• Miyamoto Y, Yamauchi J, Itoh H. Src kinase regulates the activation of a novel FGD-1-related Cdc42 guanine nucleotide exchange factor in the signaling pathway from the endothelin A receptor to JNK. J Biol Chem. 2003;278:29890–29900. [PubMed]
  • Morris DR, Ding Y, Ricks TK, Gullapalli A, Wolfe BL, Trejo J. Protease-activated receptor-2 is essential for factor VIIa and Xa-induced signaling, migration, and invasion of breast cancer cells. Cancer Res. 2006;66:307–314. [PubMed]
  • Nagao M, Kaziro Y, Itoh H. The Src family tyrosine kinase is involved in Rho-dependent activation of c-Jun N-terminal kinase by Galpha12. Oncogene. 1999;18:4425–4434. [PubMed]
  • Nishibori M, Mori S, Takahashi HK. Physiology and pathophysiology of proteinase-activated receptors (PARs): PAR-2-mediated proliferation of colon cancer cell. J Pharmacol Sci. 2005;97:25–30. [PubMed]
  • Parsons SJ, Parsons JT. Src family kinases, key regulators of signal transduction. Oncogene. 2004;23:7906–7909. [PubMed]
  • Ramachandran R, Hollenberg MD. Proteinases and signalling: pathophysiological and therapeutic implications via PARs and more. Br J Pharmacol. 2008;153(Suppl 1):S263–282. [PMC free article] [PubMed]
  • Ruf W, Mueller BM. Thrombin generation and the pathogenesis of cancer. Sem Thromb Hemost. 2006;32(Suppl 1):61–68. [PubMed]
  • Russell M, Lange-Carter CA, Johnson GL. Direct interaction between Ras and the kinase domain of mitogen-activated protein kinase kinase kinase (MEKK1) J Biol Chem. 1995;270:11757–11760. [PubMed]
  • Sanchez-Hernandez PE, Ramirez-Duenas MG, Albarran-Somoza B, Garcia-Iglesias T, del Toro-Arreola A, Franco-Topete R, Daneri-Navarro A. Protease-activated receptor-2 (PAR-2) in cervical cancer proliferation. Gynecol Oncol. 2008;108:19–26. [PubMed]
  • Sato Y, Asada Y, Marutsuka K, Hatakeyama K, Sumiyoshi A. Tissue factor induces migration of cultured aortic smooth muscle cells. Thromb Haemost. 1996;75:389–392. [PubMed]
  • Schaller MD. Paxillin: a focal adhesion-associated adaptor protein. Oncogene. 2001;20(44):6459–6472. [PubMed]
  • Schaller MD, Parsons JT. pp125FAK-dependent tyrosine phosphorylation of paxillin creates a high-affinity binding site for Crk. Mol Cell Biol. 1995;15:2635–2645. [PMC free article] [PubMed]
  • Shi X, Gangadharan B, Brass LF, Ruf W, Mueller BM. Protease-activated receptors (PAR1 and PAR2) contribute to tumor cell motility and metastasis. Mol Cancer Res. 2004;2:395–402. [PubMed]
  • Soreide K, Janssen EA, Korner H, Baak JP. Trypsin in colorectal cancer: molecular biological mechanisms of proliferation, invasion, and metastasis. J Pathol. 2006;209:147–156. [PubMed]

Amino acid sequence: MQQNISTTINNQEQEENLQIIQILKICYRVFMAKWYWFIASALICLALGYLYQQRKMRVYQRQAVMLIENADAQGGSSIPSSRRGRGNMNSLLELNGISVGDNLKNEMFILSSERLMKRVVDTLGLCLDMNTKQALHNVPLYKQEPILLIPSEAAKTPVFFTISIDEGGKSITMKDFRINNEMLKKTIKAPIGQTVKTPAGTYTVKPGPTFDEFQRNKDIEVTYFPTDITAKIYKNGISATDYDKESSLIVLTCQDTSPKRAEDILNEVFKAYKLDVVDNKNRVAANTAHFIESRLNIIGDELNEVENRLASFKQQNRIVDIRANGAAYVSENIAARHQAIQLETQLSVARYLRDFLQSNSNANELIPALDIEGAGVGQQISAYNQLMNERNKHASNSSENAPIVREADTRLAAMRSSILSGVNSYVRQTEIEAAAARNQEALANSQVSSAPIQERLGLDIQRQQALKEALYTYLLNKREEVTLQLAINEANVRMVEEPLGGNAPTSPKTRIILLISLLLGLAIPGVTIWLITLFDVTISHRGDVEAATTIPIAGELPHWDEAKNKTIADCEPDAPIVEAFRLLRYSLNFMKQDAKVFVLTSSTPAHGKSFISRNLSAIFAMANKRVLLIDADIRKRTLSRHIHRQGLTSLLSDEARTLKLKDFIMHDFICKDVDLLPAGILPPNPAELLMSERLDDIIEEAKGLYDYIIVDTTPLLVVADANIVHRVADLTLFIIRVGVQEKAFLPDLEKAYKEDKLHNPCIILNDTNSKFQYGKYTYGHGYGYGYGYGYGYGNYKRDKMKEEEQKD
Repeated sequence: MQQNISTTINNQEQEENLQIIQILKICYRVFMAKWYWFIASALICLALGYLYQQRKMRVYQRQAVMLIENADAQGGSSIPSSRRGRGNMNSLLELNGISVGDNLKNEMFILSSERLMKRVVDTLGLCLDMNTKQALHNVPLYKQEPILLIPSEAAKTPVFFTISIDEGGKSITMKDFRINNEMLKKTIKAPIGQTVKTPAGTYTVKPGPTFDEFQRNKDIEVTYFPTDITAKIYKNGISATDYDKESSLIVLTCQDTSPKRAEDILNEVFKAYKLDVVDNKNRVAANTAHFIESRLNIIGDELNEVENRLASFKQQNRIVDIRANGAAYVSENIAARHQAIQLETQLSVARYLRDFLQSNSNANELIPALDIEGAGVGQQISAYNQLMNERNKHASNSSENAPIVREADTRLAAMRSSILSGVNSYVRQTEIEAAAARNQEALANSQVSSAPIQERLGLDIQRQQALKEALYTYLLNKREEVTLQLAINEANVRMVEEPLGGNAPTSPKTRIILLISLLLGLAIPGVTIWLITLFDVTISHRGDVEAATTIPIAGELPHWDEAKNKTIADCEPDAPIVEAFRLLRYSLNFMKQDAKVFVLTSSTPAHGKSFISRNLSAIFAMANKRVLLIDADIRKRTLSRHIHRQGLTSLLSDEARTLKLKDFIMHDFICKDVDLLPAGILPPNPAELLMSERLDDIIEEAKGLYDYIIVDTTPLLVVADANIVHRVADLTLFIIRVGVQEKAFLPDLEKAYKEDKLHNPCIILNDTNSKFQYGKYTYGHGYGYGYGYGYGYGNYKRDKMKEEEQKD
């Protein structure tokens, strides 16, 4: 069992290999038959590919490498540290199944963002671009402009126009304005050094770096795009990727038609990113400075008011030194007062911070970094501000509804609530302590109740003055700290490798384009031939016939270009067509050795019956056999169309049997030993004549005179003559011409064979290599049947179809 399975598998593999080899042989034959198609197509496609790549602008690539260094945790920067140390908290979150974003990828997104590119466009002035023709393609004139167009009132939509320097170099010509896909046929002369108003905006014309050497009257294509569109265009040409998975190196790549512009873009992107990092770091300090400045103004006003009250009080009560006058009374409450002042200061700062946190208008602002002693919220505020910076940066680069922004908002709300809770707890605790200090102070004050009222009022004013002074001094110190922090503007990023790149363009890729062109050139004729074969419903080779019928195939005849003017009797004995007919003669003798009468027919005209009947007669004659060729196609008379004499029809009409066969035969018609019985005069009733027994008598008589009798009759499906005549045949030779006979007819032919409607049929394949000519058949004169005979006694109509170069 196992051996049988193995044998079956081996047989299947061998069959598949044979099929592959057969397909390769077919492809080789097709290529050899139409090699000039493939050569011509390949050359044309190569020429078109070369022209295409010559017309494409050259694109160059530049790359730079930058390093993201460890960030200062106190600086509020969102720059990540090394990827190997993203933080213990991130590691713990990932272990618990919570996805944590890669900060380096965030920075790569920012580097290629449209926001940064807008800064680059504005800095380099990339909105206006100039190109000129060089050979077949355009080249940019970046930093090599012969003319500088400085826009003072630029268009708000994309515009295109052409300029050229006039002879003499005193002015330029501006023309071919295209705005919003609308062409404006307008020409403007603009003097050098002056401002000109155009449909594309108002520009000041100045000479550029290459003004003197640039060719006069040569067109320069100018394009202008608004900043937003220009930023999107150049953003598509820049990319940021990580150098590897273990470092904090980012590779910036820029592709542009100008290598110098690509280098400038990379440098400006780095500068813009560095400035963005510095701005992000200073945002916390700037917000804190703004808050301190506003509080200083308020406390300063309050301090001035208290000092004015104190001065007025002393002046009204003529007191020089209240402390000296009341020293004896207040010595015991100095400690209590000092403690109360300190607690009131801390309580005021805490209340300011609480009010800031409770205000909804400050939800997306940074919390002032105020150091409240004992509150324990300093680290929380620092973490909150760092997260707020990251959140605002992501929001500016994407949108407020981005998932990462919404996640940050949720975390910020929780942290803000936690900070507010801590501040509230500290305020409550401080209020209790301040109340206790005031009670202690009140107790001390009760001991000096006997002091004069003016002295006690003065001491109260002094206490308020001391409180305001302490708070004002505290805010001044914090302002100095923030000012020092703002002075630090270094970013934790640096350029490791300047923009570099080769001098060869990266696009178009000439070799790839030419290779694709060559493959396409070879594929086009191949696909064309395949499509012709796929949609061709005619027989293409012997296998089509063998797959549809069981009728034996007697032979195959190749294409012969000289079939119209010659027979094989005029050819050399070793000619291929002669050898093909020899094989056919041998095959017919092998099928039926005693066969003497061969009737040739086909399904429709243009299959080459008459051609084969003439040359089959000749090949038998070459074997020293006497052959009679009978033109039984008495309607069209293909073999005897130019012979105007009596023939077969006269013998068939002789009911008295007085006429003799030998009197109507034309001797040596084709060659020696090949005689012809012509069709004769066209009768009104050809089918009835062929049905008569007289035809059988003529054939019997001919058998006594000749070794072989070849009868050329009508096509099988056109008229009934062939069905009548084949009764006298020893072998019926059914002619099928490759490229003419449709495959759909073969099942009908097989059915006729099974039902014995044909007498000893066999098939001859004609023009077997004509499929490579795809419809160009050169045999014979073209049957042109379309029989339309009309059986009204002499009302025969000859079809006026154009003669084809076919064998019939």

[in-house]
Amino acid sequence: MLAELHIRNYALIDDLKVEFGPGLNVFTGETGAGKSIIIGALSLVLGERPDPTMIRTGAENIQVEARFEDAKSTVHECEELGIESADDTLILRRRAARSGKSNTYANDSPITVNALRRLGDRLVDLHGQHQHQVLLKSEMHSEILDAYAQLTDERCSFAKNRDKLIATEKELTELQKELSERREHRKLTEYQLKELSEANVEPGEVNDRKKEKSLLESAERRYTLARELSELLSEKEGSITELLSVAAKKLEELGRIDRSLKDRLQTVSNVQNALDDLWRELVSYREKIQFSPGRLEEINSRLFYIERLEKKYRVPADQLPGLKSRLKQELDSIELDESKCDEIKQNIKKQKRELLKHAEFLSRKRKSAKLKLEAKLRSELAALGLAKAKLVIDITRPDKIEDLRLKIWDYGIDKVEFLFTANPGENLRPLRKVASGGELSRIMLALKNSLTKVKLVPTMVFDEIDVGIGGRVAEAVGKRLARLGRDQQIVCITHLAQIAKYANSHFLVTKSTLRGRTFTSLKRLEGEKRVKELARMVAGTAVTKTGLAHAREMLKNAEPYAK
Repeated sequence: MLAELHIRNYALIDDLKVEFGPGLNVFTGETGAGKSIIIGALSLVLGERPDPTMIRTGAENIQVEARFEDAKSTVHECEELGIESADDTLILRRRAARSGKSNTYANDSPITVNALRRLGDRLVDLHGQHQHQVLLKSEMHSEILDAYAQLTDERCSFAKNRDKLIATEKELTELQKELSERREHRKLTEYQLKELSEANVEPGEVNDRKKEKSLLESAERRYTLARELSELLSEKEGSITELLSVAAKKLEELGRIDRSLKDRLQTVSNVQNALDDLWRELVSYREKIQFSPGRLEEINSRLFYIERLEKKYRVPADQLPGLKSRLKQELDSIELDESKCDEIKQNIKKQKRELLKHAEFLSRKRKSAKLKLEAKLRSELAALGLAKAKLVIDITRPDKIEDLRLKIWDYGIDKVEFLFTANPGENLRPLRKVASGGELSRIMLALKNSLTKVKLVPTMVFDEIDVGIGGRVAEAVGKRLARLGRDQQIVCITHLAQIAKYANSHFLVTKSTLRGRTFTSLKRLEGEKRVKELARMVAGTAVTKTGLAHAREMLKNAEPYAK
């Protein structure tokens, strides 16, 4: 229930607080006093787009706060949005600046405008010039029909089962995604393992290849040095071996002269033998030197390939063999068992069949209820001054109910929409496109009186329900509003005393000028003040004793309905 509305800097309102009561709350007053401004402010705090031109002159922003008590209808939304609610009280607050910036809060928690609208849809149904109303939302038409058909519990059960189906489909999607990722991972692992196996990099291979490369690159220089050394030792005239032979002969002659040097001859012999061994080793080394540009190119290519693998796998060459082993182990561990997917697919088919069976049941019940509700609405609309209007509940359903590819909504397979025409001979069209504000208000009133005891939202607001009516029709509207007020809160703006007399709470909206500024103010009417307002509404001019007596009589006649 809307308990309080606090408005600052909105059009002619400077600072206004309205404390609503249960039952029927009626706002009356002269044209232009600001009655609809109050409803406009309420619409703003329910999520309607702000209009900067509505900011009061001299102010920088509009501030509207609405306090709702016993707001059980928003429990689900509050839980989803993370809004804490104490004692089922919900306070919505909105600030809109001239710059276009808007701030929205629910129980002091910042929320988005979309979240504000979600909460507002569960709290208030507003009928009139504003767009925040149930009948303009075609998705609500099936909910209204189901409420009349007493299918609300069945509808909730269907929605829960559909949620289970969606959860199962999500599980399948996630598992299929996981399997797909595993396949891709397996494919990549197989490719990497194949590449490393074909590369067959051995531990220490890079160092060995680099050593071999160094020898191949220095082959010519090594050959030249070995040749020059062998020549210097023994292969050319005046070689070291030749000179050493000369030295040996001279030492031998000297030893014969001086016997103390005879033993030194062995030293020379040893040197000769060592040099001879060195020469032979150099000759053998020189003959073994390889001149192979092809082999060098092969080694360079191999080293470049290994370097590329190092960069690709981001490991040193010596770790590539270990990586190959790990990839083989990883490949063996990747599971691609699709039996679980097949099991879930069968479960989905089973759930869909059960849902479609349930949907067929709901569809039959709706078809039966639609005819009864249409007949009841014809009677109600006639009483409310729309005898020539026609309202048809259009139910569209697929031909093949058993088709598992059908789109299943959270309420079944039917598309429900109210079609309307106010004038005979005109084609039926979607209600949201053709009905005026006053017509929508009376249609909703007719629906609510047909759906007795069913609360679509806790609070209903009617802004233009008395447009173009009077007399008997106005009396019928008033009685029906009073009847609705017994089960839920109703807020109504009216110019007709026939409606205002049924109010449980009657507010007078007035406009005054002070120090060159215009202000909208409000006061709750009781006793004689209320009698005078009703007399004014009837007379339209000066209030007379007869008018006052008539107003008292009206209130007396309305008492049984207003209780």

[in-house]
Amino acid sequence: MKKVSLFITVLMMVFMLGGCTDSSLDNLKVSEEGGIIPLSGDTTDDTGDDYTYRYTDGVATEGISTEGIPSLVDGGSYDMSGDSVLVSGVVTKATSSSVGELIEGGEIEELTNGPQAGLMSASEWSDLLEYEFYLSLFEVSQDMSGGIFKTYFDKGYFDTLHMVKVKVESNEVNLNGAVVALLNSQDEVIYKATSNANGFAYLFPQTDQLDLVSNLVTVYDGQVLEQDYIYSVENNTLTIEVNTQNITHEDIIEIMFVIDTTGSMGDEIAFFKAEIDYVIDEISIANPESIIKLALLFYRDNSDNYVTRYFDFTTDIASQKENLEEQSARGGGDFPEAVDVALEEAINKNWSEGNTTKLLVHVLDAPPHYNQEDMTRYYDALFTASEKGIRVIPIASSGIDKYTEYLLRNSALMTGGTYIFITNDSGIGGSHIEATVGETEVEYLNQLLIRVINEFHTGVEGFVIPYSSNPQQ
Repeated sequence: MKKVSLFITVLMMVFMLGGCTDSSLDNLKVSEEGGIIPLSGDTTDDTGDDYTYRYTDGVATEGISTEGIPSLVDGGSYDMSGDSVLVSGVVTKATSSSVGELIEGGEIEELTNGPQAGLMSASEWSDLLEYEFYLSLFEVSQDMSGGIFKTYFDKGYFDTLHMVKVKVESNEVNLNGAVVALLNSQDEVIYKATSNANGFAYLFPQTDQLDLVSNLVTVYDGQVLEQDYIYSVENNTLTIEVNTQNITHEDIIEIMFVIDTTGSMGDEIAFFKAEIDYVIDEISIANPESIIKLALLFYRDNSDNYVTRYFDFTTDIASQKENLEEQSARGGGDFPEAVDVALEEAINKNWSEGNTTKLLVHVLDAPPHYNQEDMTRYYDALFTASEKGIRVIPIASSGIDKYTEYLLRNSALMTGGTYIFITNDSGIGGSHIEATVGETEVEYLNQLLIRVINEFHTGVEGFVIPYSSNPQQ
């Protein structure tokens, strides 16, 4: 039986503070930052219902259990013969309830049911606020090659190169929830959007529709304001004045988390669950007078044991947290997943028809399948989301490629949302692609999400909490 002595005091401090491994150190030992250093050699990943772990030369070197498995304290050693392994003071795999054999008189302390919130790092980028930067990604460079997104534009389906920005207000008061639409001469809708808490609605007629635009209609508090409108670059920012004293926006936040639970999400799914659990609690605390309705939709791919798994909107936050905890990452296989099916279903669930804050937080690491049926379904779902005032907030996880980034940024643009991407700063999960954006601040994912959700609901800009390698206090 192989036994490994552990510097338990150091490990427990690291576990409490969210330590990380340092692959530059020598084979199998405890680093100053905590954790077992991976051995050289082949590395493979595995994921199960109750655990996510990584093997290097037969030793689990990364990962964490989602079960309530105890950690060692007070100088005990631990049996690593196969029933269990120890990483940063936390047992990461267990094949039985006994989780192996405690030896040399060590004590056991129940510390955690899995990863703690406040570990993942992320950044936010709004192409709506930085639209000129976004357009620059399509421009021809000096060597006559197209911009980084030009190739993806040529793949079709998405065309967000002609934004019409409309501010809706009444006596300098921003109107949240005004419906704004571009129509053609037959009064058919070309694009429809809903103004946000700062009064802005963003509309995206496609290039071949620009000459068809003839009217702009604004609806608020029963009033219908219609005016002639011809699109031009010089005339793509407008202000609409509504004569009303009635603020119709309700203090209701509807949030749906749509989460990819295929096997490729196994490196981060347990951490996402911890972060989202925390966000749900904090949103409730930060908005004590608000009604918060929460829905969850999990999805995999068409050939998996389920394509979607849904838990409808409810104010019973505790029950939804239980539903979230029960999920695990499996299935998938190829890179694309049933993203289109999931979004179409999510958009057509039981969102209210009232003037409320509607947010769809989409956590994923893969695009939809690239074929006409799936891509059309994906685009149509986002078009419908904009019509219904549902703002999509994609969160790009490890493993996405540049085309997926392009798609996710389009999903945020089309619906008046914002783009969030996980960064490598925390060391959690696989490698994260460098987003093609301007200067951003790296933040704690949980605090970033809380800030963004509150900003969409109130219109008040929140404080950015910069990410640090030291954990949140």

• Su SB, Motoo Y, Iovanna JL, Berthezene P, Xie MJ, Mouri H, Ohtsubo K, Matsubara F, Sawabu N. Overexpression of p8 is inversely correlated with apoptosis in pancreatic cancer. Clin Cancer Res. 2001a;7:1320–1324. [PubMed]
  • Su SB, Motoo Y, Iovanna JL, Xie MJ, Mouri H, Ohtsubo K, Yamaguchi Y, Watanabe H, Okai T, Matsubara F, Sawabu N. Expression of p8 in human pancreatic cancer. Clin Cancer Res. 2001b;7:309–313. [PubMed]
  • Trejo J. Protease-activated receptors: new concepts in regulation of G protein-coupled receptor signaling and trafficking. J Pharmacol Exp Ther. 2003;307:437–442. [PubMed]
  • Uusitalo-Jarvinen H, Kurokawa T, Mueller BM, Andrade-Gordon P, Friedlander M, Ruf W. Role of protease activated receptor 1 and 2 signaling in hypoxia-induced angiogenesis. Arterioscler Thromb Vasc Biol. 2007;27:1456–1462. [PubMed]
  • Versteeg HH, Schaffner F, Kerver M, Petersen HH, Ahamed J, Felding-Habermann B, Takada Y, Mueller BM, Ruf W. Inhibition of tissue factor signaling suppresses tumor growth. Blood. 2008;111:190–199. [PubMed]
  • Wang H, Wen S, Bunnett NW, Leduc R, Hollenberg MD, MacNaughton WK. Proteinase-activated receptor-2 induces cyclooxygenase-2 expression through beta-catenin and cyclic AMP-response element-binding protein. J Biol Chem. 2008;283:809–815. [PubMed]
  • Wilson SR, Gallagher S, Warpeha K, Hawthorne SJ. Amplification of MMP-2 and MMP-9 production by prostate cancer cell lines via activation of protease-activated receptors. Prostate. 2004;60:168–174. [PubMed]
  • Xie W, Herschman HR. v-src induces prostaglandin synthase 2 gene expression by activation of the c-Jun N-terminal kinase and the c-Jun transcription factor. J Biol Chem. 1995;270:27622–27628. [PubMed]
  • Yada K, Shibata K, Matsumoto T, Ohta M, Yokoyama S, Kitano S. Protease-activated receptor-2 regulates cell proliferation and enhances cyclooxygenase-2 mRNA expression in human pancreatic cancer cells. J Surg Oncol. 2005;89:79–85. [PubMed]
  • Yamauchi J, Miyamoto Y, Kokubu H, Nishii H, Okamoto M, Sugawara Y, Hirasawa A, Tsujimoto G, Itoh H. Endothelin suppresses cell migration via the JNK signaling pathway in a manner dependent upon Src kinase, Rac1, and Cdc42. FEBS lett. 2002;527:284–288. [PubMed]